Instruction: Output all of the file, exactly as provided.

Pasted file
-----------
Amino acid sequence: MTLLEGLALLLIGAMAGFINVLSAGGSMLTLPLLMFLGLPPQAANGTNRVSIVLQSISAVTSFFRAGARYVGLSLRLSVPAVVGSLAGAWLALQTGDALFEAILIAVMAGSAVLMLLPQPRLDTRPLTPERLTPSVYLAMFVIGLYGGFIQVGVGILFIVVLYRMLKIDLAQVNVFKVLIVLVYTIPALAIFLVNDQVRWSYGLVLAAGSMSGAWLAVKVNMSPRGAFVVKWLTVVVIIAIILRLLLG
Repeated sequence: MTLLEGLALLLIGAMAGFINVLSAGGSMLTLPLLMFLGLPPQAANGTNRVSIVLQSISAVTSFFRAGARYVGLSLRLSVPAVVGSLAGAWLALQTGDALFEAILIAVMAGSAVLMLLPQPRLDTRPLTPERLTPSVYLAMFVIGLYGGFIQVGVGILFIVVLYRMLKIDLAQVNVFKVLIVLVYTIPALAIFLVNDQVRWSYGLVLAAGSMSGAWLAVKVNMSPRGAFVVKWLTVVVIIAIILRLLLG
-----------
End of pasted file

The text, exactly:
Amino acid sequence: MTLLEGLALLLIGAMAGFINVLSAGGSMLTLPLLMFLGLPPQAANGTNRVSIVLQSISAVTSFFRAGARYVGLSLRLSVPAVVGSLAGAWLALQTGDALFEAILIAVMAGSAVLMLLPQPRLDTRPLTPERLTPSVYLAMFVIGLYGGFIQVGVGILFIVVLYRMLKIDLAQVNVFKVLIVLVYTIPALAIFLVNDQVRWSYGLVLAAGSMSGAWLAVKVNMSPRGAFVVKWLTVVVIIAIILRLLLG
Repeated sequence: MTLLEGLALLLIGAMAGFINVLSAGGSMLTLPLLMFLGLPPQAANGTNRVSIVLQSISAVTSFFRAGARYVGLSLRLSVPAVVGSLAGAWLALQTGDALFEAILIAVMAGSAVLMLLPQPRLDTRPLTPERLTPSVYLAMFVIGLYGGFIQVGVGILFIVVLYRMLKIDLAQVNVFKVLIVLVYTIPALAIFLVNDQVRWSYGLVLAAGSMSGAWLAVKVNMSPRGAFVVKWLTVVVIIAIILRLLLG